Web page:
Sahil Kapur

Sahil Kapur is TPM's senior congressional reporter and Supreme Court correspondent. His articles have been published in the Huffington Post, The Guardian and The New Republic. Email him at sahil@talkingpointsmemo.com and follow him on Twitter at @sahilkapur.

Articles by Sahil

Rep. Jim Clyburn (SC), the No. 3 House Democrat, said President Obama should consider running against the Supreme Court if they overturn his health care reform law.

"I think the president ought to take a look at what -- in years before, we have seen presidents run against Congress and we've seen presidents run against the Supreme Court. Franklin Roosevelt did it to the Supreme Court, Truman did it to the Congress."

The last time the Supreme Court struck down part of a president's signature legislative achievement was in the 1930s during FDR's New Deal reforms. In response, FDR went after the court with a vengeance and eventually won.

Clyburn said running against the court would be off limits for Congress, but not for a president. He said Obama should take his case to the people and "ask them to give him a mandate for the years going forward."

Brian Fitzpatrick, a professor at Vanderbilt University Law School and former clerk to Justice Antonin Scalia, weighed in after the Supreme Court health care arguments.

He wrote in an email to TPM:

Scalia is a very likely vote against the mandate, and I'd say there is a 65% chance the five conservatives strike it down.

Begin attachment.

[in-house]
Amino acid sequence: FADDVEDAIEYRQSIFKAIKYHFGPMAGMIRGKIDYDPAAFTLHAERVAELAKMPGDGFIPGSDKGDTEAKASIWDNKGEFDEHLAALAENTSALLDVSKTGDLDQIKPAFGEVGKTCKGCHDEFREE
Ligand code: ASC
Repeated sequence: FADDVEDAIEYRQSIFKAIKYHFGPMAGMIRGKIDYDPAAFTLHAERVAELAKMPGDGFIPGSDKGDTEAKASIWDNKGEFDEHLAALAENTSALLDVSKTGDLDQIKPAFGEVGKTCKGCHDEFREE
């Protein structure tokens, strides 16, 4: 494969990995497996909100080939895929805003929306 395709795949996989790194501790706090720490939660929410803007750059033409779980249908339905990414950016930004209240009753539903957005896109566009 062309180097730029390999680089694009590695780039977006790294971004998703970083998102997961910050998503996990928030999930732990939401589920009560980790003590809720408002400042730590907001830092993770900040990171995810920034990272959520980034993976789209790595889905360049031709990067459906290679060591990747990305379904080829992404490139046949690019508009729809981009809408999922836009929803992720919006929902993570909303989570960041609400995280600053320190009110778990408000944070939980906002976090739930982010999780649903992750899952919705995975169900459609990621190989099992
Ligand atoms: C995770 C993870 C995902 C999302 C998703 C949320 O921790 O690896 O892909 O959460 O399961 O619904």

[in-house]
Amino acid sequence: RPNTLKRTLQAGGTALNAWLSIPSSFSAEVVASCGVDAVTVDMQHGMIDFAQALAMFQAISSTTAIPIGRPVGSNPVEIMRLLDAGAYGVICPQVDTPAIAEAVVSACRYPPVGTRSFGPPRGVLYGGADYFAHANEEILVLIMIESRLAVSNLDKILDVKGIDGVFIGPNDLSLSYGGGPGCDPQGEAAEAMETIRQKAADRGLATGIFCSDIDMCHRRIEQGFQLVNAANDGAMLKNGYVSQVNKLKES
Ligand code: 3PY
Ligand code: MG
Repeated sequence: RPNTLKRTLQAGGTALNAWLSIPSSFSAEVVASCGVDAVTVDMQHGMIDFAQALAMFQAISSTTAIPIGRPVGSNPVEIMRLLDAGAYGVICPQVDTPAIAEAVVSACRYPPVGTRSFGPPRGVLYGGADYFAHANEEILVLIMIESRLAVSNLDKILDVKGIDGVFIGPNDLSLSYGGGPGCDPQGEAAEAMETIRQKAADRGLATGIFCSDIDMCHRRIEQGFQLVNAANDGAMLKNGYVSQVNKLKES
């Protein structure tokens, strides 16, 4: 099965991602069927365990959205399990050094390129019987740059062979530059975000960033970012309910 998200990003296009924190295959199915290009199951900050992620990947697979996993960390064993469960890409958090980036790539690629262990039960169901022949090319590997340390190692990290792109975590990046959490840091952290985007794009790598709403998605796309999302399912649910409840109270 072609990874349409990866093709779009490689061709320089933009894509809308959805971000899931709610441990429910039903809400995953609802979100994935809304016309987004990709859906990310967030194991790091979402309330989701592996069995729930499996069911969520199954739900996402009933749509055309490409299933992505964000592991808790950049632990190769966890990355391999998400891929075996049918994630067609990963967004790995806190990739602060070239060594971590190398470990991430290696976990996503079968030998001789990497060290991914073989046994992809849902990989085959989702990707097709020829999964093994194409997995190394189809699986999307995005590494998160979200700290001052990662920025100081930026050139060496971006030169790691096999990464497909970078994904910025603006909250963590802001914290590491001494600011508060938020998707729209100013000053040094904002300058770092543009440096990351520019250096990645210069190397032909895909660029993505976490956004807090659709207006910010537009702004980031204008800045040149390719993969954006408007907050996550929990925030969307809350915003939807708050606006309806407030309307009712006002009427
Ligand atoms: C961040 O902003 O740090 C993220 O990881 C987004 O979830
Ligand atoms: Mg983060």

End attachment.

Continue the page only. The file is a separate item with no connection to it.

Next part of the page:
The Democrats' top messaging guru on Sunday sought to calm progressive fears that the Supreme Court might strike down his party's crowning achievement -- and he starkly warned that overturning the health care reform law would make the justices look like activists.

"Anyone who judges how the court is going to rule based on the questions hasn't looked at the history of the questions before and then the results," said Sen. Chuck Schumer on NBC's Meet The Press. "I've been on the Judiciary Committee for 30 years in the House and the Senate, and one thing I've learned, you can't tell by the questioning as to how the court is going to rule."

The No. 3 Democrat cited the 2009 decision on the Voting Rights Act where he said the "questioning was really hostile" but the justices upheld the law 8-1. He added that, as TPM has reported, conservative judges in lower courts had peppered the administration's lawyer with tough questions and then voted to uphold the health care law.